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HQ 955380

June 13, 1994

CLA-2 CO:R:C:T 955380 HP


Mr. Allan Gordon
Performance Trading, Inc.
520 South Lafayette Park Place
Suite 200
Los Angeles, CA 90057

RE: Classification and country of origin of diapers and burp pads.

Dear Mr. Gordon:

This is in reference to your letter of November 15, 1993. In our response dated November 17, 1993, you were advised that your questions concerning the classification and country of origin determination of burp pads, produced in China and Namibia, would be subject to a separate reply. Please reference your letter AP12393.


The merchandise at issue consists of baby's woven cotton diapers, or the fabric used to make such diapers, embroidered or appliqued to change that product into a burp pad. You have given us two potential manufacturing scenarios. In the first, completed woven cotton diapers currently in Namibia (and considered products of China) have applied to their center panel an embroidery or applique. In the second, diaper fabric, both with and without "lines of demarcation," would be exported from China and assembled in Namibia directly into the burp pads.


How are the burp pads classified under the HTSUSA? Whether the burp pads are considered products of Namibia or China?


Classification and Future Importation

From your description repeated above, it is not possible for Customs to provide a binding classification decision for the instant merchandise. Without a more complete description and, if possible, a completed sample, we cannot ascertain whether the item is an embroidered diaper or a burp pad. Should you obtain additional details, kindly reference this ruling letter in any new request you submit. Please be aware, however, that burp pads are currently classified as other made up articles under subheading 6307.90, HTSUSA. See HRL 089070 of July 2, 1991.

Country of Origin

On June 5, 1990, the U.S. Customs Service issued to you HRL 087138, informing you that woven cotton diapers assembled in Zimbabwe, Mozambique, Lesotho or Namibia from Chinese fabric were considered products of "Country 2" for quota/visa purposes. On May 17, 1993, we issued to you HRL 953677, revoking HRLs 086665 and 087138. You have questioned whether the above-described embroidery or applique work would transform the 27,210 dozen diapers remaining with your supplier into products of Namibia.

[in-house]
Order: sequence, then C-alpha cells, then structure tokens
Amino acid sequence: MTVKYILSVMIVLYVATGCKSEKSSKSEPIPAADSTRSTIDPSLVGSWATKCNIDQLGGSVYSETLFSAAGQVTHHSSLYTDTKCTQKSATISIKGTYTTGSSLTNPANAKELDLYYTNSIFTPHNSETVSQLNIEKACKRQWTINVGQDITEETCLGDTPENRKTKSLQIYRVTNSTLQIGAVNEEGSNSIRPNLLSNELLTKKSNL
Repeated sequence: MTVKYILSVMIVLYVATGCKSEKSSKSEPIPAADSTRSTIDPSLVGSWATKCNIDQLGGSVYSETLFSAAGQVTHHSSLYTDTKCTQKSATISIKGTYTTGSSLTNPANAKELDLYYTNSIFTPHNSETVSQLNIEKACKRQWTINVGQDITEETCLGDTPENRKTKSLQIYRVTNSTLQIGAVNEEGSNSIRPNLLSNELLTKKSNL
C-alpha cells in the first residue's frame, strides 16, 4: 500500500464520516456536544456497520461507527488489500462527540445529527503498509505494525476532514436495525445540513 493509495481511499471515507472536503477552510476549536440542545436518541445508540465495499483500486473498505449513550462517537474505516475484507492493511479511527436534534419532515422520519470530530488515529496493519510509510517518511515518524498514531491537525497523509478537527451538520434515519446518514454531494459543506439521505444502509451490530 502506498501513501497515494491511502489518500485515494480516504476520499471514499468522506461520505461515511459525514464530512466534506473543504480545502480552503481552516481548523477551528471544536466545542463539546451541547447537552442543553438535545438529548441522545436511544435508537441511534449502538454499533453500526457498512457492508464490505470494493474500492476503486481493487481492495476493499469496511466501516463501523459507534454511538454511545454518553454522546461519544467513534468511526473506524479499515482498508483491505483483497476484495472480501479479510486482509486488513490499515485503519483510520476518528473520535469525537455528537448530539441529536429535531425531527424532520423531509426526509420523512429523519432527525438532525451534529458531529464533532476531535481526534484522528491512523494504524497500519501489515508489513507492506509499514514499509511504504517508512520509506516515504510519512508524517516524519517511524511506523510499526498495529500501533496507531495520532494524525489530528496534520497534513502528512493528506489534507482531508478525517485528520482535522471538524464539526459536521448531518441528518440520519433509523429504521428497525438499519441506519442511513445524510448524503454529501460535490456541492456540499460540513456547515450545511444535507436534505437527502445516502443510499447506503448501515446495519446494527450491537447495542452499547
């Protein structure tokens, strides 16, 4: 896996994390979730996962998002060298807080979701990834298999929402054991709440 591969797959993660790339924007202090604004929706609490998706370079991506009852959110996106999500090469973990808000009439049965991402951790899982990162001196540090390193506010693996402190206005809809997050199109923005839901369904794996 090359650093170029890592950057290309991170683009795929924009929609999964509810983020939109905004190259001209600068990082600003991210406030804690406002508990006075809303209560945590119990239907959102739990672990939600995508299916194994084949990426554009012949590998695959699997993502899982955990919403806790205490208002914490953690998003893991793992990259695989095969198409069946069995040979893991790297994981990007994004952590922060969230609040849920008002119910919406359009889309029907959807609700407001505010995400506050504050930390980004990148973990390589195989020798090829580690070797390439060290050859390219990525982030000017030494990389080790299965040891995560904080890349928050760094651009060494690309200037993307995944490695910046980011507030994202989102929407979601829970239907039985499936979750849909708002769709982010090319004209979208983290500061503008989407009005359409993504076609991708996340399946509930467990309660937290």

Textile commodities produced in more than one foreign country are subject to the country of origin requirements delineated in section 12.130 of the Customs Regulations (19 C.F.R. 12.130). These regulations provide that:

. . . a textile product . . . which consists of materials produced or derived from, or processed in, more than one foreign . . . country shall be a product of that foreign . . . country where it last underwent a substantial transformation.

12.130(b). A textile product undergoes a substantial transformation when it is ". . . transformed by means of substantial manufacturing or processing operations into a new and different article of commerce."

Section 12.130 of the regulations outlines the criteria used to determine the country of origin for textiles and textile products. Specifically, this provision of the regulations is considered in determining whether a textile product has undergone substantial manufacturing or processing operations, and what constitutes a new and different article of commerce. The factors considered are not exhaustive. In fact, "one or any combination of criteria may be determinative, and additional factors may be considered." In determining whether merchandise has undergone substantial manufacturing or processing operations, we consider the (1) physical change in the material or the article; (2) time involved; (3) complexity of the operations; (4) level or degree of skill and/or technology required; and (5) value added to the article in each country.

As we stated in HRL 953677, supra, the weave structure of the Chinese fabric confirmed the fact that the material was intended for use as diapers. The changing of the weaves was performed at additional cost and for the specific purpose of creating markers for folding. As a result, no substantial transformation took place. The description you provided for the embroidery or applique work does not allow us to determine whether these Chinese diapers underwent substantial manufacturing or processing operations. Accordingly, our position remains that the items in Namibia are still considered products of China.


As a result of the foregoing, the instant merchandise is considered a product of China. The holding in this ruling applies only to the specific factual situation and merchandise identified in the ruling request. This position is clearly set forth in 177.9(b)(1), Customs Regulations (19 C.F.R. 177.9(b)(1)). This section states that a ruling letter is issued on the assumption that all of the information furnished in connection with the ruling request and incorporated in the ruling letter, either directly, by reference, or by implication, is accurate and complete in every material respect. Should it subsequently be determined that the information furnished is not complete and does not comply with 19 C.F.R. 177.9(b)(1), the ruling will be subject to modification or revocation. In the event there is a change in the facts previously furnished, this may affect the determination of country of origin. In such a case, it is recommended that a new ruling request be submitted in accordance with 177.2, Customs Regulations (19 C.F.R. 177.2).

A copy of this ruling letter should be attached to the entry documents filed at the time this merchandise is imported. If the documents have been filed without a copy, this ruling should be brought to the attention of the Customs officer handling the transaction.


John Durant, Director
Commercial Rulings Division

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